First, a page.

(define reverse!
  (lambda (s)
    (let loop ((s s) (r '()))
      (if (null? s) r
	  (let ((d (cdr s)))
            (set-cdr! s r)
	    (loop d s))))))

(reverse! is a useful enough procedure that it is provided primitively in many Scheme dialects, e.g., MzScheme and Guile.)

In the last chapter, we defined two procedures throw‑one‑die and throw‑two‑dice that returned the result of a single experiment, i.e., a single throw of one or two dice. What if we want to find the expected result, and we don’t want to do the calculations? One way, the so-called Monte Carlo method, is to use iteration to run the experiment many (e.g., 10000) times, and average the results.

(define *num-trials* 10000)

(define monte-carlo
  (lambda (experiment)
    (let loop ((i 0) (acc 0.0))
      (if (= i *num-trials*)
          (/ acc *num-trials*)
          (loop (+ i 1) (+ acc (experiment)))))))

Now run

(monte-carlo throw-one-die)  => 3.4728
(monte-carlo throw-two-dice) => 6.9994

The expected values should be close to 3.5 and 7 respectively.

For some numerical-calculus examples of recursion (including iteration), see appendix C.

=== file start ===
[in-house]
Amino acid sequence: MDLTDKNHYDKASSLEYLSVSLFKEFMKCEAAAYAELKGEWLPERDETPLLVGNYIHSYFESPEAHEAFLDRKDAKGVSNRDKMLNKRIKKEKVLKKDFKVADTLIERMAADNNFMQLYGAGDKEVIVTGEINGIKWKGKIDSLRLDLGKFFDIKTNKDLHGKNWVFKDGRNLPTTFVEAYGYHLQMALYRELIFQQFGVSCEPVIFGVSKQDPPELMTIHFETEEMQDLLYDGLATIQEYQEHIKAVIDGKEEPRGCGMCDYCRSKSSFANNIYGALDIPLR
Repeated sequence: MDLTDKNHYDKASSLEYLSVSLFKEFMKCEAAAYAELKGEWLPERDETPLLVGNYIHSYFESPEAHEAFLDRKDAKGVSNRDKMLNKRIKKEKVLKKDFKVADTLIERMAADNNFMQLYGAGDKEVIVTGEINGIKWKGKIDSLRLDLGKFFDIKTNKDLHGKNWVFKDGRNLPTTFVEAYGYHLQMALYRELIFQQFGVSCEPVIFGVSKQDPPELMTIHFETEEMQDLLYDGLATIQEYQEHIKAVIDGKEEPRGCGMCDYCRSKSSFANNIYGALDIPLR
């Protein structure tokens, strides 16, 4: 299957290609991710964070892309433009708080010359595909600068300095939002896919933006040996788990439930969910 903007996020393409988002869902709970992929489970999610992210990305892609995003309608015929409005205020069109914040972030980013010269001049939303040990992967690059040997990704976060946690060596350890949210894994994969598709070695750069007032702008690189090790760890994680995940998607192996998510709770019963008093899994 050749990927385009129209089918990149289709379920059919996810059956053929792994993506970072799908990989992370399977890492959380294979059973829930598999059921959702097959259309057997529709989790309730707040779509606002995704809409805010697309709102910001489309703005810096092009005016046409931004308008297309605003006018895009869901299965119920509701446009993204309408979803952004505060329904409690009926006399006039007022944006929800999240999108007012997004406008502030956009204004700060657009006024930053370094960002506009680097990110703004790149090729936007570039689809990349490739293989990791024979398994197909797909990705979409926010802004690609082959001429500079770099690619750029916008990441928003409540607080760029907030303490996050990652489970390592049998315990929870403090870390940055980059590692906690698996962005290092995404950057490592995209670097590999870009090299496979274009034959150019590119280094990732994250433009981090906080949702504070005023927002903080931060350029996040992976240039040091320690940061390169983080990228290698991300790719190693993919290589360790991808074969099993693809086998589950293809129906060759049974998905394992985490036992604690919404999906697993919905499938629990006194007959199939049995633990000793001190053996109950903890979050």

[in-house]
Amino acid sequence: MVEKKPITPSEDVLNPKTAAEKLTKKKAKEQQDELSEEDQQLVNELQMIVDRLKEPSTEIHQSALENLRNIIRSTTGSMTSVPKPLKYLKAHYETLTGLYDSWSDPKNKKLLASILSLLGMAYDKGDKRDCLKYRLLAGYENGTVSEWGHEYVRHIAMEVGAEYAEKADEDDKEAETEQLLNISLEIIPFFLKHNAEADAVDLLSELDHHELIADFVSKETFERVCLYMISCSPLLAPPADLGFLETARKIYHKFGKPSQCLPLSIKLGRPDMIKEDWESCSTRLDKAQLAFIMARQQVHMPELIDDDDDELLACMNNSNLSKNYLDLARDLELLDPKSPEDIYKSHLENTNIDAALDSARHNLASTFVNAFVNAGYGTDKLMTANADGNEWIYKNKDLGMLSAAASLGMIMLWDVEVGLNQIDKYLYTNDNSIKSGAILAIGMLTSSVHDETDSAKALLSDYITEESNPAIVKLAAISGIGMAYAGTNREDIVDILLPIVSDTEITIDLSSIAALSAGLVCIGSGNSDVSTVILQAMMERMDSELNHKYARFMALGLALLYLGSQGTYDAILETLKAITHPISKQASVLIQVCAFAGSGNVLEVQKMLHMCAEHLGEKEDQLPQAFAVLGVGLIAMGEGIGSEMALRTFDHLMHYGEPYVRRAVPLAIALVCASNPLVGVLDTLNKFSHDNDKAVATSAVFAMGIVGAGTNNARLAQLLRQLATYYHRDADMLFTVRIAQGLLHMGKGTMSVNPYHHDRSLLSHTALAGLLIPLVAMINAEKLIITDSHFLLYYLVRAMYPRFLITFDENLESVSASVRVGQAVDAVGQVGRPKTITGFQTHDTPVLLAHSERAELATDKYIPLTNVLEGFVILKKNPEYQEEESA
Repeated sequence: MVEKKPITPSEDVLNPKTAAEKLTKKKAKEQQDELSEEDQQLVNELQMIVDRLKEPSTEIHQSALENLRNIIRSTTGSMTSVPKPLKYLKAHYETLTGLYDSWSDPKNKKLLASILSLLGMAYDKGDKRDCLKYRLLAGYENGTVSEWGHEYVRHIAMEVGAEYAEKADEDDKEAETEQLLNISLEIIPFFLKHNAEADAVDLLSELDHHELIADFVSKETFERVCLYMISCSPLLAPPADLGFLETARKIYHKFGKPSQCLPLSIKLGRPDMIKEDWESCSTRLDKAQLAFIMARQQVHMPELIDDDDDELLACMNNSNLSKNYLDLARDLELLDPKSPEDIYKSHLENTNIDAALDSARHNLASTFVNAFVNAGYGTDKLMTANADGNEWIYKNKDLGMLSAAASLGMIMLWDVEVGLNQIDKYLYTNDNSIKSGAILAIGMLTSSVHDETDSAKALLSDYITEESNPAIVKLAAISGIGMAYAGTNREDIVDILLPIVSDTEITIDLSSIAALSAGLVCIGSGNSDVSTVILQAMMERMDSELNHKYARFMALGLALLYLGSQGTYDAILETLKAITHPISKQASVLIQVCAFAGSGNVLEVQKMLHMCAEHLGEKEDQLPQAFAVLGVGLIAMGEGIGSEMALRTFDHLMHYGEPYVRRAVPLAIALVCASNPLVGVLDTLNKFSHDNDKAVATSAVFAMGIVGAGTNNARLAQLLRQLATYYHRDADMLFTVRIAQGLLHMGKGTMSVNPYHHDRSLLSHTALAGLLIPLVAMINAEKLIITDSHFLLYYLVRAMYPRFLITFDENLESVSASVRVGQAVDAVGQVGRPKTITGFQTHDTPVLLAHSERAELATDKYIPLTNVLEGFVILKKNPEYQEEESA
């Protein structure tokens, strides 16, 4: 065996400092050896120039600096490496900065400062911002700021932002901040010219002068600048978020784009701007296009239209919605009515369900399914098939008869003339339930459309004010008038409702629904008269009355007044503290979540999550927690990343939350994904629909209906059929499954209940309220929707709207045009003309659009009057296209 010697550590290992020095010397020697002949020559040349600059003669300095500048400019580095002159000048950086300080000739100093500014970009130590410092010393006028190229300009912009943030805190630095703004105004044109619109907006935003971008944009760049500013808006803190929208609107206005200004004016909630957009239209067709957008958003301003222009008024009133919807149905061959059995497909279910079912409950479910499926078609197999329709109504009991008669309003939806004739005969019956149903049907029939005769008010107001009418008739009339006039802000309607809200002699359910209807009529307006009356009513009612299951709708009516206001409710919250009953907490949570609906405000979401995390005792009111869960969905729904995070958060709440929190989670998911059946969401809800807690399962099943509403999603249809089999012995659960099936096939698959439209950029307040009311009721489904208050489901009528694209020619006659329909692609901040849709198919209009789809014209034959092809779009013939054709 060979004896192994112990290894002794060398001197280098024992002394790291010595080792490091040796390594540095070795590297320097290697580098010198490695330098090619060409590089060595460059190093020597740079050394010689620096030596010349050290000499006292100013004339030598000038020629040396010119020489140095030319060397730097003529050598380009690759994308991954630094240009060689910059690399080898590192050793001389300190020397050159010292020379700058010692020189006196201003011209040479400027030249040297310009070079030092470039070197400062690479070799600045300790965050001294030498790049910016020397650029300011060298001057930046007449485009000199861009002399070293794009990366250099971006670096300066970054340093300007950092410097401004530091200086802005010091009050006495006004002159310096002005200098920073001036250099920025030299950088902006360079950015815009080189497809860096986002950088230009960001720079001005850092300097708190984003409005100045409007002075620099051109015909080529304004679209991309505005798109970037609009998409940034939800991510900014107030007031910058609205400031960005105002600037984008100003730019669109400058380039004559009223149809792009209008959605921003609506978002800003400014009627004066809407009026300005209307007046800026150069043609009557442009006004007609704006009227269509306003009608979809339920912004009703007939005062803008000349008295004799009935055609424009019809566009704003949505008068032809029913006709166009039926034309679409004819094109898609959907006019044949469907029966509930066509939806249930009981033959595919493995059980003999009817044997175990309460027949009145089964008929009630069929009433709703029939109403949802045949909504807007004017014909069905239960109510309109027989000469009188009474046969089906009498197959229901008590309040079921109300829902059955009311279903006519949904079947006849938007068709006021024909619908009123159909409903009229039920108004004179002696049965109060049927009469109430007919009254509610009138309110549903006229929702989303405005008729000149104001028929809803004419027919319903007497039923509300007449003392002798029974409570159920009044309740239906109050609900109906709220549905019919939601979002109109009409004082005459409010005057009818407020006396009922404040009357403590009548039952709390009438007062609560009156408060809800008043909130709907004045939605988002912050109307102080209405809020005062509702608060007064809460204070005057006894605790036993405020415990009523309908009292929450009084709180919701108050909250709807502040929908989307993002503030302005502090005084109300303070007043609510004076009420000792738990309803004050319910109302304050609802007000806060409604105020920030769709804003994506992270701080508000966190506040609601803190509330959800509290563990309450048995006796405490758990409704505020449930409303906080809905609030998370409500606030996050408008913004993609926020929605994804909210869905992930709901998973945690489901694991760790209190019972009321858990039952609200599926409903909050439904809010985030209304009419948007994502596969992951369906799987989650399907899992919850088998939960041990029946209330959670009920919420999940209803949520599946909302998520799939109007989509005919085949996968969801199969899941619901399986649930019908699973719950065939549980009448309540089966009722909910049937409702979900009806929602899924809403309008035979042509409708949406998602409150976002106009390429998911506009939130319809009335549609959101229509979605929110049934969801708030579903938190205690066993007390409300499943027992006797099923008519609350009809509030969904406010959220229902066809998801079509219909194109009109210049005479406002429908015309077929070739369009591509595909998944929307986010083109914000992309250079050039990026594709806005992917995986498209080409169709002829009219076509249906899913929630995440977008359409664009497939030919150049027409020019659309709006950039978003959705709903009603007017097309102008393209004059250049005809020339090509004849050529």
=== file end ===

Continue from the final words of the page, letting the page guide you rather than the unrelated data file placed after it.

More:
6.4  Mapping a procedure across a list

A special kind of iteration involves repeating the same action for each element of a list. Scheme offers two procedures for this situation: map and for‑each.

The map procedure applies a given procedure to every element of a given list, and returns the list of the results. E.g.,

(map add2 '(1 2 3))
=> (3 4 5)

The for‑each procedure also applies a procedure to each element in a list, but returns void. The procedure application is done purely for any side-effects it may cause. E.g.,

(for-each display
  (list "one "" "two "" "buckle my shoe""))

has the side-effect of displaying the strings (in the order they appear) on the console.

The procedures applied by map and for‑each need not be one-argument procedures. For example, given an n-argument procedure, map takes n lists and applies the procedure to every set of n of arguments selected from across the lists. E.g.,

(map cons '(1 2 3) '(10 20 30))
=> ((1 . 10) (2 . 20) (3 . 30))

(map + '(1 2 3) '(10 20 30))
=> (11 22 33)